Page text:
For more information about the HEARTT Foundation: http://www.hearttfoundation.org/
For more information about their “Helping Babies Breathe” program: http://www.helpingbabiesbreathe.org/
The founder of the HEARTT Foundation is Dr. James Sirleaf, currently an emergency room doctor in Bridgeport, Conn. and the son of Liberia’s president, Ellen Johnson Sirleaf. In 2006 Dr. Sirleaf went back to Liberia for his mother’s inauguration and was inspired to help heal the nation’s broken health care system. Spending his vacation time to volunteer at JFK Hospital, the nation’s major medical center, led him to create the HEARTT Foundation, which now partners with nearly 20 medical schools across the country — including Harvard, Yale, University of Massachusetts, Mount Sinai, and the University of Chicago to provide doctors. Now more than 70 American doctors a year take turns going to JFK with the HEARTT program.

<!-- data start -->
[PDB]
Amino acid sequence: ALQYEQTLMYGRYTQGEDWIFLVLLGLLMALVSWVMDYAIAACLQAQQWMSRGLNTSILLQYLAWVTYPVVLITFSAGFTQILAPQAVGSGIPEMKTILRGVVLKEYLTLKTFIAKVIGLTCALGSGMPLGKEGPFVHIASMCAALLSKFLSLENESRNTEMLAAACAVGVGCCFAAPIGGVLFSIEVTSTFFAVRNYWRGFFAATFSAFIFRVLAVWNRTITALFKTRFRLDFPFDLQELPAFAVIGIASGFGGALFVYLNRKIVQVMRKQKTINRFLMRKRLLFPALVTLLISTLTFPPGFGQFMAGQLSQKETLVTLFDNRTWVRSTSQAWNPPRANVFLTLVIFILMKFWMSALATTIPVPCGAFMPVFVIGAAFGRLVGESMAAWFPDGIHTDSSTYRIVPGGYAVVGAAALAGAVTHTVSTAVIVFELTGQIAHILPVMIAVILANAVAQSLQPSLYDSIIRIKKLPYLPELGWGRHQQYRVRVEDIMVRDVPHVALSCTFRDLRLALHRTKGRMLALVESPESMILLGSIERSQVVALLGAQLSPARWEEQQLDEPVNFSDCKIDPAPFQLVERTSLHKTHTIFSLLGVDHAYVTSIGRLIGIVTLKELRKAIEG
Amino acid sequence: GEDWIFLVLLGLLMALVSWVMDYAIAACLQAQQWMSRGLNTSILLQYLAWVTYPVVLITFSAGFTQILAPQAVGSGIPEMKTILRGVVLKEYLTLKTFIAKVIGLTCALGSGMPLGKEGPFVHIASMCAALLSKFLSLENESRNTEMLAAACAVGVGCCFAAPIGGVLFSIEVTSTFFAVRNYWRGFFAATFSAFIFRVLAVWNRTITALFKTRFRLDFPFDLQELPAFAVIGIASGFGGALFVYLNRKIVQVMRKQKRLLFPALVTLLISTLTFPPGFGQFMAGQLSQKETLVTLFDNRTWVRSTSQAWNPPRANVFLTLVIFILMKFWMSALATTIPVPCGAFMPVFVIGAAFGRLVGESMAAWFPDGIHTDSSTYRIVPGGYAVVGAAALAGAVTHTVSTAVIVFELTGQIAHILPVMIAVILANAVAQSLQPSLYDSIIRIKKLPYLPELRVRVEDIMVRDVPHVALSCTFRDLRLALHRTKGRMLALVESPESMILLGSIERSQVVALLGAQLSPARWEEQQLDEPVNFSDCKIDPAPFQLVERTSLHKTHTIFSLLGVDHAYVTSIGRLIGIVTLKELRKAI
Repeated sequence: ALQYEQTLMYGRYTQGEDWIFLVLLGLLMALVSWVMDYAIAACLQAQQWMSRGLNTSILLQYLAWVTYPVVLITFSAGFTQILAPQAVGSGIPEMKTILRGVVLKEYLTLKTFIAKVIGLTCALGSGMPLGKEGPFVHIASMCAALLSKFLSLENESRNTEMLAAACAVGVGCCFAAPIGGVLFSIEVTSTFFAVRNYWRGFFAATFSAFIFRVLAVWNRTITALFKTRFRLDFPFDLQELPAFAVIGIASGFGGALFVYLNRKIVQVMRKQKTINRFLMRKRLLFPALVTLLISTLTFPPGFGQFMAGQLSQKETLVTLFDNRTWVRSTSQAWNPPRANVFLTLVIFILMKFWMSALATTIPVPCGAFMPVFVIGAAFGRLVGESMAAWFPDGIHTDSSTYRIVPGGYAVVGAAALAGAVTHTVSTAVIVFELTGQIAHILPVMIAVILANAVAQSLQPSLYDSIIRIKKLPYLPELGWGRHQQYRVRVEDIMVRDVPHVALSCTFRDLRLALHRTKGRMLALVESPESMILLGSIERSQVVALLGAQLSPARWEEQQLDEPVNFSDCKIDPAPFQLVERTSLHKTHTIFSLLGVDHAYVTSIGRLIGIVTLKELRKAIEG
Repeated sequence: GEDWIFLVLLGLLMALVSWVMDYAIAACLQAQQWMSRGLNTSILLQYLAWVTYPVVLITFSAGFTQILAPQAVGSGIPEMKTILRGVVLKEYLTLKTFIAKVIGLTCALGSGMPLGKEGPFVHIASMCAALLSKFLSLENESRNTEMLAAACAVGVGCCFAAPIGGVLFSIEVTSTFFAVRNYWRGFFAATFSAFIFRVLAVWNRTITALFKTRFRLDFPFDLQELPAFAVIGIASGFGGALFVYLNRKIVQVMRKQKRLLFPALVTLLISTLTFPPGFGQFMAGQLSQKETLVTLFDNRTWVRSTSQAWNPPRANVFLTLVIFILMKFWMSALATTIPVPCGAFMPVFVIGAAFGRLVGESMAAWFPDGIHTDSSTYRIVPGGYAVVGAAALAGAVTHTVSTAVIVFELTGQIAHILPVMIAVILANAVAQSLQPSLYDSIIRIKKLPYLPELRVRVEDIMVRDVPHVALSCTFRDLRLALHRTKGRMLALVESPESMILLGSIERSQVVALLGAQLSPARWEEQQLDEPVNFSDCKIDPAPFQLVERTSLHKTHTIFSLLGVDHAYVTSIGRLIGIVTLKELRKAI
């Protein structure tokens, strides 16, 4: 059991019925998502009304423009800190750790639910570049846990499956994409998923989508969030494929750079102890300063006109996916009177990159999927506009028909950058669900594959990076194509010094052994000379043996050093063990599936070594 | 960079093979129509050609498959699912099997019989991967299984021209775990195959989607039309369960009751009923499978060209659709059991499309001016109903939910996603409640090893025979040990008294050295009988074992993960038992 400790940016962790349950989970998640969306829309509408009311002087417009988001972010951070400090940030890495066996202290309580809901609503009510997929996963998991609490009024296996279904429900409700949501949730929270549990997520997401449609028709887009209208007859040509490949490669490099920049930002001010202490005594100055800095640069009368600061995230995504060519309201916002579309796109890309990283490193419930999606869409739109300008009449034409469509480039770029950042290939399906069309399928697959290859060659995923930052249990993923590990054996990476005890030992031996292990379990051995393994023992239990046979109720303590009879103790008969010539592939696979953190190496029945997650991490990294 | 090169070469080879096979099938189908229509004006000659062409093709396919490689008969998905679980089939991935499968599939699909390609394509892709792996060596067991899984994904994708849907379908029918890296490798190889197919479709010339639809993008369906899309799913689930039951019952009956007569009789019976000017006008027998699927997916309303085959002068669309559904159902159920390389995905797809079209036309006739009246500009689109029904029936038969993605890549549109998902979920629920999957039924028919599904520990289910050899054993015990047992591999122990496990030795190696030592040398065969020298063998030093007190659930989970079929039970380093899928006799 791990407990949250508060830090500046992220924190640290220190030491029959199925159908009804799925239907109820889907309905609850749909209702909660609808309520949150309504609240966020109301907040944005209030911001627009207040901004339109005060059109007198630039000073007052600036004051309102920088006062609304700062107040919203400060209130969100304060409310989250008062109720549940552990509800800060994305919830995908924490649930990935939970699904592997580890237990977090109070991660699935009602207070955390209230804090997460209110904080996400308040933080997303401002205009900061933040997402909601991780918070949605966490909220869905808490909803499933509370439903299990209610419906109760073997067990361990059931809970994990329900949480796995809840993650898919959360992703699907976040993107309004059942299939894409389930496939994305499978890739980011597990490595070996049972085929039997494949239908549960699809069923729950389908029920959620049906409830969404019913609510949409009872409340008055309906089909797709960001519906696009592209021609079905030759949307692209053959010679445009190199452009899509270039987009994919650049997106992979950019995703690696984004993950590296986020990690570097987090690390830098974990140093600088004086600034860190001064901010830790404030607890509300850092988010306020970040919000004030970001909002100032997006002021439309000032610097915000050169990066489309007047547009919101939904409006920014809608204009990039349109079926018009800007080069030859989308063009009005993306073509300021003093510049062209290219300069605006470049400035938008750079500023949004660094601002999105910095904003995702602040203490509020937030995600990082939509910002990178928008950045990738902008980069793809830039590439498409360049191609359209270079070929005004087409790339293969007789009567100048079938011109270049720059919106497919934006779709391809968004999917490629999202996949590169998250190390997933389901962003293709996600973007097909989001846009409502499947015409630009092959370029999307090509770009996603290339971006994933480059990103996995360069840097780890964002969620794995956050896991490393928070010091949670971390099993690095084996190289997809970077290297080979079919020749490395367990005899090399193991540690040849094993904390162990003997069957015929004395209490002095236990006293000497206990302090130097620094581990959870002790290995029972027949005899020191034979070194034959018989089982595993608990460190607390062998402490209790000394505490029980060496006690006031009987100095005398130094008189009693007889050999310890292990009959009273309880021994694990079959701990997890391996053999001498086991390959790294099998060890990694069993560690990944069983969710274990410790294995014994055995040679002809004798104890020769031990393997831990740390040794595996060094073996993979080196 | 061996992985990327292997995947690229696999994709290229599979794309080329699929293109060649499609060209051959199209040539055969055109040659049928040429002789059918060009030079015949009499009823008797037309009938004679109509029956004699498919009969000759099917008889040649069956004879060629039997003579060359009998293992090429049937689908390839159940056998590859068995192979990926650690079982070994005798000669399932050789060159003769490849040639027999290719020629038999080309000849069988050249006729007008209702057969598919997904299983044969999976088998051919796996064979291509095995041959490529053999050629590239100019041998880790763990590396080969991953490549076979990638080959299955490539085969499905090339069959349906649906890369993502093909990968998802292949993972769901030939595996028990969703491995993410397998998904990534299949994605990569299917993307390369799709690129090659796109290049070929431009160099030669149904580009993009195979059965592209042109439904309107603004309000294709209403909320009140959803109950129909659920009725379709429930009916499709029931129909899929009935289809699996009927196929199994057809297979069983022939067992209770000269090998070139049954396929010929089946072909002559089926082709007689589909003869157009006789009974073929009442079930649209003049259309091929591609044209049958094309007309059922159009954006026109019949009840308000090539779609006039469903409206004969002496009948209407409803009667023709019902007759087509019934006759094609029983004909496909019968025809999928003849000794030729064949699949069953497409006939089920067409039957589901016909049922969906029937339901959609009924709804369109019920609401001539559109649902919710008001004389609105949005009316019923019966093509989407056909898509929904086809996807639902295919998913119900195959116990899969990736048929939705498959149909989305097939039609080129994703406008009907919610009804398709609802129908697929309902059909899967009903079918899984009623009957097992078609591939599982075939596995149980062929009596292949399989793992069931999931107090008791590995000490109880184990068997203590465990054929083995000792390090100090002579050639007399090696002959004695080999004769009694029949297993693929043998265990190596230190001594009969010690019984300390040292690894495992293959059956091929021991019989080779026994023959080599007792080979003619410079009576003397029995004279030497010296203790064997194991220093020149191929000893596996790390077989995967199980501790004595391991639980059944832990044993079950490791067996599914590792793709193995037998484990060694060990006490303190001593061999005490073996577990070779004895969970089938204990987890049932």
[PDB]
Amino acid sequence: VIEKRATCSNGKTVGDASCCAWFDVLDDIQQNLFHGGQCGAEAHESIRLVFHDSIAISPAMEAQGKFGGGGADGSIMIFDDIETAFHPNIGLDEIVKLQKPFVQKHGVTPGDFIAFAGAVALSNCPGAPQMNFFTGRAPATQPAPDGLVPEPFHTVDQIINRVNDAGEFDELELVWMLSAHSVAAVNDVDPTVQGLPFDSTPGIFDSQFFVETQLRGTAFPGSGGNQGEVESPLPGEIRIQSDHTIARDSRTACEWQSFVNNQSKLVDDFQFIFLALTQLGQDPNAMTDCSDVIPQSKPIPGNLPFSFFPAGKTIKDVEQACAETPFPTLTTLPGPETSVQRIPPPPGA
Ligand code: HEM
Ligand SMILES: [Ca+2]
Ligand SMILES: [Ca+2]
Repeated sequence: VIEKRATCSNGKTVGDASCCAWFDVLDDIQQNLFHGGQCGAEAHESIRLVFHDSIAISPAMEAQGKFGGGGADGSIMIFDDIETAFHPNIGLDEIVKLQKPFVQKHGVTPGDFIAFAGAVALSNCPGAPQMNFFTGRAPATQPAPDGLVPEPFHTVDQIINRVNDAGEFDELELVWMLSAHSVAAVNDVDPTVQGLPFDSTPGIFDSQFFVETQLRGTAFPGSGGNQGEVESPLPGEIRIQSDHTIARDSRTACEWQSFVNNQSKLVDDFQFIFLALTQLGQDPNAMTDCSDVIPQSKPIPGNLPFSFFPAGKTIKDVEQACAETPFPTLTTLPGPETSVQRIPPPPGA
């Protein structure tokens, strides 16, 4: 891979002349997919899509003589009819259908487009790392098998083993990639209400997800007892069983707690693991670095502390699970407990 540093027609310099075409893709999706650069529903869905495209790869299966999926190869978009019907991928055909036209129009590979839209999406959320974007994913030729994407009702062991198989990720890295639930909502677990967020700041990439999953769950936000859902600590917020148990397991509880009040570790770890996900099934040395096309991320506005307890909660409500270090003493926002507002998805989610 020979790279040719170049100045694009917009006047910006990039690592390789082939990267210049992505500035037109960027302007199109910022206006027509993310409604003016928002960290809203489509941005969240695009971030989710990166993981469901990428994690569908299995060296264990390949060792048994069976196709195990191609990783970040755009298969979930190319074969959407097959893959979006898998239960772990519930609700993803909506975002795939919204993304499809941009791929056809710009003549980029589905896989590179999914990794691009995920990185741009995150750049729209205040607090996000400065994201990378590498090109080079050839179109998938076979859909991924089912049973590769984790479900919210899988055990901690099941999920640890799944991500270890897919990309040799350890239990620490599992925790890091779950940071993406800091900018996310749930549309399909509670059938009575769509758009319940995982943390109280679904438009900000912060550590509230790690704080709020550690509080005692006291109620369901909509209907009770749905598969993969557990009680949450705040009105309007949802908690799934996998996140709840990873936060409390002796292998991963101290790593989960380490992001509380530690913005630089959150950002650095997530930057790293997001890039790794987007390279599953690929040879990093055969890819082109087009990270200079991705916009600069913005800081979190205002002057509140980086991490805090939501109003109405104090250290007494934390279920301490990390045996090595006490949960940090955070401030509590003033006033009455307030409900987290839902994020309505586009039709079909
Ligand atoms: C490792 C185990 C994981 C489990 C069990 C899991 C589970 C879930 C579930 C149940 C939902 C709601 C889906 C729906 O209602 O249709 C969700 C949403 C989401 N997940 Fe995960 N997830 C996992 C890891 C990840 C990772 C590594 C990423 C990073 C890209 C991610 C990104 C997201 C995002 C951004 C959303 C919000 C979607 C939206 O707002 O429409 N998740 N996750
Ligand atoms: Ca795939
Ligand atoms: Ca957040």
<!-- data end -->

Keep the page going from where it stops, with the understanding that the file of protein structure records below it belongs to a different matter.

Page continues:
We talked to Dr. Sirleaf in the Bridgeport ER about his why he founded the group and the impact it’s already having in Liberia. With him was Dr. Simon Kotlyar the Director of Global Health at the Yale School of Medicine who has been instrumental in the creation of the HEARTT program. Watch the video:
The fact that the JFK Hospital is up and running at all is extraordinary in itself. The hospital’s administrator, an incredible woman named Dr. Wvannie McDonald, tells me wistfully of a day when she was a young doctor there, a time when JFK had a paging system and central air conditioning, when fountains bubbled at the front door. That day is long gone.